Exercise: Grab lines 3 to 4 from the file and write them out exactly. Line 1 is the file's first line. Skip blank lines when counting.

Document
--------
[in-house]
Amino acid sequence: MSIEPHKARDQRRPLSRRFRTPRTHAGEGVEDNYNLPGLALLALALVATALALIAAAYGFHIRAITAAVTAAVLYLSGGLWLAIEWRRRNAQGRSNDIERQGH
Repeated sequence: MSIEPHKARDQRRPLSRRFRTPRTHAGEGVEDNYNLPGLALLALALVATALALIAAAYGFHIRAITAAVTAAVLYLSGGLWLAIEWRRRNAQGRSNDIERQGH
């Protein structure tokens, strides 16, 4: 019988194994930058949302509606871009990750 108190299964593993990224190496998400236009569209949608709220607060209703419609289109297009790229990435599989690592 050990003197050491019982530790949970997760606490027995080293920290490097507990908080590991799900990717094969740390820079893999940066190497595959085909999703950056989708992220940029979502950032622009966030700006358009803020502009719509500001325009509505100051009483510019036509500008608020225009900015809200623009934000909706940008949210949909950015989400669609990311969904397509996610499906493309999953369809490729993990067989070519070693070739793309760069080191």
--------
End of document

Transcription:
Repeated sequence: MSIEPHKARDQRRPLSRRFRTPRTHAGEGVEDNYNLPGLALLALALVATALALIAAAYGFHIRAITAAVTAAVLYLSGGLWLAIEWRRRNAQGRSNDIERQGH
């Protein structure tokens, strides 16, 4: 019988194994930058949302509606871009990750 108190299964593993990224190496998400236009569209949608709220607060209703419609289109297009790229990435599989690592 050990003197050491019982530790949970997760606490027995080293920290490097507990908080590991799900990717094969740390820079893999940066190497595959085909999703950056989708992220940029979502950032622009966030700006358009803020502009719509500001325009509505100051009483510019036509500008608020225009900015809200623009934000909706940008949210949909950015989400669609990311969904397509996610499906493309999953369809490729993990067989070519070693070739793309760069080191």